NSW Stamp Duty – Purchaser duty and land tax surcharges are not limited to foreign persons
Author: Rolf Koops, Partner – Tax, Madison Marcus Law Firm | 9 February 2017
The NSW Government has followed Victoria and Queensland in making foreign persons liable to pay additional surcharges on the purchase of residential property in NSW.
The new laws modify the definition of a ‘Foreign Person’ and have a number of implications, not just for foreign persons, which need to be carefully considered prior to the acquisition of land or interests in land.
- > Foreign persons acquiring residential property in NSW on or after 21 June 2016 are liable to pay a 4% surcharge duty in addition to the usual duty payable on the purchase.
- > A land tax surcharge of 0.75% will also apply to foreign persons owning residential property in NSW from 31 December 2016 for the 2017 and subsequent land tax years.
- > Foreign persons will not be provided with a tax-free threshold (currently $482,000) for the land tax surcharge, nor an exemption for the principal place of residence.
Chapter 2A of the Duties Act 1997 (NSW) and section 5A of the Land Tax Act 1956 (NSW) apply the same meanings for ‘Foreign person’ and ‘Residential land’.
Are you or your entities a ‘Foreign person’?
‘Foreign person’ is defined by reference to the definition under the Foreign Acquisitions and Takeovers Act 1975 (Cth) (FATA), modified as follows:
- > an individual not ordinarily resident in Australia (except for Australian citizens or a New Zealand citizen holding a special category visa under section 32 of the Migration Act 1958); or
- > a corporation or trustee of a trust in which an individual not ordinarily resident in Australia, a foreign corporation or a foreign government holds a substantial interest (20%); or
- > a corporation or trustee of a trust in which two or more persons, each of whom is an individual not ordinarily resident in Australia, a foreign corporation or a foreign government, hold an aggregate substantial interest (40%); or
- > any other person that meets the conditions, prescribed by the FATA (Regs). Specifically, clauses 18, 46 and 47 of the Regs.
The modified definition of ‘Foreign Person’ excludes an Australian citizen and New Zealand citizen holding a special category visa from liability to the surcharges no matter where they reside. A non-Australian citizen will be ‘ordinarily resident’ in Australia at a particular time where the individual has actually been in Australia during 200 or more days in the last 12 months and is not (or was not from most recent departure) subject to any legal limitation as to time for continued presence in Australia. A person who falls outside of the exclusion or is not ‘ordinarily’ in Australia will be regarded a ‘foreign person’. This is a narrower definition than in the Federal Act and is designed to catch more people in the revenue net.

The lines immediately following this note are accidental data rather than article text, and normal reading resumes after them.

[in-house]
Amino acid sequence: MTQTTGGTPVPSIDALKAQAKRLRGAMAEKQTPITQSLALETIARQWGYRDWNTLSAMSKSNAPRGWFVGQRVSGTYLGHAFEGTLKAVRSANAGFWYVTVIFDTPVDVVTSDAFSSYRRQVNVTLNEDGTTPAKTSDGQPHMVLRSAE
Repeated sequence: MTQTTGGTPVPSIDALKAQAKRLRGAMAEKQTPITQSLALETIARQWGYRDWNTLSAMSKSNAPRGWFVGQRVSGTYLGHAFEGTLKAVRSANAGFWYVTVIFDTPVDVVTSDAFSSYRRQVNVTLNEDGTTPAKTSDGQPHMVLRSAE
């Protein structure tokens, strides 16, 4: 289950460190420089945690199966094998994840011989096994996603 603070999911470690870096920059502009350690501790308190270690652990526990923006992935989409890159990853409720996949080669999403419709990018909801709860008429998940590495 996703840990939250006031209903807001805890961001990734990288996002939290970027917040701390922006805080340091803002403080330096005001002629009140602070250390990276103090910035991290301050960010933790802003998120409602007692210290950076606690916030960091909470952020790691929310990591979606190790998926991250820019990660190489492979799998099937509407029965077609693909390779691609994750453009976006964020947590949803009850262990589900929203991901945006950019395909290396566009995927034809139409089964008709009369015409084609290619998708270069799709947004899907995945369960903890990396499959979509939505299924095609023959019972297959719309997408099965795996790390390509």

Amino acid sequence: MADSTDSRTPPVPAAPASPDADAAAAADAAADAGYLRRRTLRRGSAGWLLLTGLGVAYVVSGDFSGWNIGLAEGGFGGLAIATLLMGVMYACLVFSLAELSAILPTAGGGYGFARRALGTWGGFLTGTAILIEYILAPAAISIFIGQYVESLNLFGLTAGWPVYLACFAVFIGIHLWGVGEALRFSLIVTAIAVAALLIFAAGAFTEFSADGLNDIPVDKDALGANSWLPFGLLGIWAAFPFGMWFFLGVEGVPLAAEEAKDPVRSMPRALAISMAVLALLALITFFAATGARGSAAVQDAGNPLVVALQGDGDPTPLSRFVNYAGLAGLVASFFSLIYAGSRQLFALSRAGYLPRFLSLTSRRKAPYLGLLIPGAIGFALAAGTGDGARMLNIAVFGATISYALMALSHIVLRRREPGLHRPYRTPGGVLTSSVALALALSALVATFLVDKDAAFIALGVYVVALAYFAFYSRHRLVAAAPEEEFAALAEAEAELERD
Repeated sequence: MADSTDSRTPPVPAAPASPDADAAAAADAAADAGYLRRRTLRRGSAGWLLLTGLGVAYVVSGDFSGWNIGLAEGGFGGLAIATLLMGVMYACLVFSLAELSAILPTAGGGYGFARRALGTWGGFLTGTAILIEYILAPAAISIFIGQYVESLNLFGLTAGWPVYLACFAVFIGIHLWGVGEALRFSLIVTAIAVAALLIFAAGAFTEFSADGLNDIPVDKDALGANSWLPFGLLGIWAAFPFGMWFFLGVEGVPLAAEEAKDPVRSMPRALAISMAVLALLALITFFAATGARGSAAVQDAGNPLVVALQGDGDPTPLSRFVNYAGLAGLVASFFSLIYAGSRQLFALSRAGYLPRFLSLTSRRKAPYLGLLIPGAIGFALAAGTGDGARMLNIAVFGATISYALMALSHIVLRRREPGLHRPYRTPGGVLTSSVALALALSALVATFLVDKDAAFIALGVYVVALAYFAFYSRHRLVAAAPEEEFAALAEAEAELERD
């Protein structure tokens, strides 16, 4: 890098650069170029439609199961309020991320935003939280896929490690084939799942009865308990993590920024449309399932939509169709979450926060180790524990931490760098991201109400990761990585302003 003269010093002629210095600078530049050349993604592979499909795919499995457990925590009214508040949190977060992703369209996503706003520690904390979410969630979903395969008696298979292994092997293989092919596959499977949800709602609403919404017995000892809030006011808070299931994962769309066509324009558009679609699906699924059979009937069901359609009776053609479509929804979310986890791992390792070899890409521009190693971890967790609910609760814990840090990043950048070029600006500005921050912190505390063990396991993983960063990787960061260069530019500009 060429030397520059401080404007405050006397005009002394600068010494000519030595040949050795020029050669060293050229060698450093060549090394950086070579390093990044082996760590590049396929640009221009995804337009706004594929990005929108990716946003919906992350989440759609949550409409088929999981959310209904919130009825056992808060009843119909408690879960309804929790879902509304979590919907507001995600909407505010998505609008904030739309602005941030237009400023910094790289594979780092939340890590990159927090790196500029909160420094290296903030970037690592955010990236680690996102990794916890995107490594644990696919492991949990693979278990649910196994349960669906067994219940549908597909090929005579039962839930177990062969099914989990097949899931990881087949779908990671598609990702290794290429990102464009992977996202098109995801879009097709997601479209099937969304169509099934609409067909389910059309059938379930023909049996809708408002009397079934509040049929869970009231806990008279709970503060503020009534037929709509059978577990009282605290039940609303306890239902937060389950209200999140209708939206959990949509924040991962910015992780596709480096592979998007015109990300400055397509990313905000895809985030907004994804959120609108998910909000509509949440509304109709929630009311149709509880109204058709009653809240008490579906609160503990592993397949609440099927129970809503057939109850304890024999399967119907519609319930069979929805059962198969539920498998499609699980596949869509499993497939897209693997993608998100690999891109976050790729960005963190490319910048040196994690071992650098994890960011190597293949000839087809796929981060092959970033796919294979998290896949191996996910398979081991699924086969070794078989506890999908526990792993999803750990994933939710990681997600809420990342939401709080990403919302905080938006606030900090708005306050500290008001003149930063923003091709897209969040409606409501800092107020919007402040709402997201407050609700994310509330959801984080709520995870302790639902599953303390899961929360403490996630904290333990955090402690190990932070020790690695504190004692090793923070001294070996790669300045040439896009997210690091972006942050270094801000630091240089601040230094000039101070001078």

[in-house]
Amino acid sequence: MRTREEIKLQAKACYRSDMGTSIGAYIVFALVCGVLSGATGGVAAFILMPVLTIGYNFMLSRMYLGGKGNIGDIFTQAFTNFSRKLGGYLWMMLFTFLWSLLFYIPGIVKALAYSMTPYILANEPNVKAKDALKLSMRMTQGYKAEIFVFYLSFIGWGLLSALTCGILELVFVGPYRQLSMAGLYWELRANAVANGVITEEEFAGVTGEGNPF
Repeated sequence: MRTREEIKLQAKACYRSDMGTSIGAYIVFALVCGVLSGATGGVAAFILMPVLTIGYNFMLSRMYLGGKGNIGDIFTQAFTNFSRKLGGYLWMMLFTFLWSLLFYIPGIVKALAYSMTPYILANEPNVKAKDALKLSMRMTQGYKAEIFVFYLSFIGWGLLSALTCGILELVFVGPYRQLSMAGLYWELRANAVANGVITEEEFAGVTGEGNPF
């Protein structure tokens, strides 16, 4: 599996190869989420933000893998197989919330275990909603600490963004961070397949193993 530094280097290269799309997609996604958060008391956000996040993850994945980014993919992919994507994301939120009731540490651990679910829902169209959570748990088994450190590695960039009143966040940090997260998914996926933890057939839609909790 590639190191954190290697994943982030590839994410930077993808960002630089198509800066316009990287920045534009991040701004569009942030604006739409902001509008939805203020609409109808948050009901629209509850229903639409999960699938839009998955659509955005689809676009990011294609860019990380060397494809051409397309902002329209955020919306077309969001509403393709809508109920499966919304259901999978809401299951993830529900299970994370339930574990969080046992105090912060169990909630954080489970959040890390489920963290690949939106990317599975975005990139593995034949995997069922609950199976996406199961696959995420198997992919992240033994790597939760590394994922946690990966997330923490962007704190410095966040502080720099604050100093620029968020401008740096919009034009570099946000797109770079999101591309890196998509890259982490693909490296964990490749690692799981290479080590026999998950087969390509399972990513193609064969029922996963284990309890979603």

Are you an (accidental) Foreign Trustee?
A trustee of a discretionary trust is a foreign trustee where the beneficial interest in the income or capital is held by a ‘foreign person’.
Under FATA, a beneficiary of a discretionary trust is taken to be entitled to 100% of the income and the capital of the trust regardless if a distribution is made to the individual or entity. If a beneficiary is not ordinarily in Australia, the trustee of the trust will be considered a ‘foreign person’ and will be liable for the surcharges where the trust acquires or owns residential land at the relevant taxing date.
In addition, an apparent purchaser (legal owner on behalf of another person) is taken to be a ‘foreign person’ where the real purchaser (the beneficial owner who paid the purchase money for the residential land) is a foreign person.
This means arrangements held by an Australian citizen or non-foreign trustee on behalf of a foreign person will need to be disclosed to the NSW OSR for the purposes of the surcharges and it is likely the information will also be captured by the ATO to determine CGT withholding on the eventual disposal of the property.
What constitutes ‘Residential-related property’?
The definition for ‘residential-related property’ broadly includes:
- > residential land in New South Wales;
- > an option to purchase residential land in New South Wales including nominations or assignment of the option; or
- > partnership interest.
What constitutes ‘Residential land’?
‘Residential land’ is defined to broadly include any of the following and does not include any land used for primary production:
- > a parcel of land on which there is one or more dwellings or partially completed dwellings;
- > strata lot, utility lot or a ‘land use entitlement’ that is, or relates to, a separate dwelling; and
- > a parcel of vacant land that is zoned for residential purposes or principally for residential purposes.